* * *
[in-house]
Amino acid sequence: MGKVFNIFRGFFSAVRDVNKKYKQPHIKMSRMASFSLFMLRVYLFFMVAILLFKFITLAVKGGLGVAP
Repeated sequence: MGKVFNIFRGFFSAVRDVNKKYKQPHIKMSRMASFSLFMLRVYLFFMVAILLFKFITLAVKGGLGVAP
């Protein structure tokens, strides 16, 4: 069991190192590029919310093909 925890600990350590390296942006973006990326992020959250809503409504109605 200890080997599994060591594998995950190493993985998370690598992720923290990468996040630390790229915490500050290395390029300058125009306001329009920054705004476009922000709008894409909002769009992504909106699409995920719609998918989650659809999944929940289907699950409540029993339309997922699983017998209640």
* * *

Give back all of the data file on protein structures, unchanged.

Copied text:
[in-house]
Amino acid sequence: MGKVFNIFRGFFSAVRDVNKKYKQPHIKMSRMASFSLFMLRVYLFFMVAILLFKFITLAVKGGLGVAP
Repeated sequence: MGKVFNIFRGFFSAVRDVNKKYKQPHIKMSRMASFSLFMLRVYLFFMVAILLFKFITLAVKGGLGVAP
């Protein structure tokens, strides 16, 4: 069991190192590029919310093909 925890600990350590390296942006973006990326992020959250809503409504109605 200890080997599994060591594998995950190493993985998370690598992720923290990468996040630390790229915490500050290395390029300058125009306001329009920054705004476009922000709008894409909002769009992504909106699409995920719609998918989650659809999944929940289907699950409540029993339309997922699983017998209640």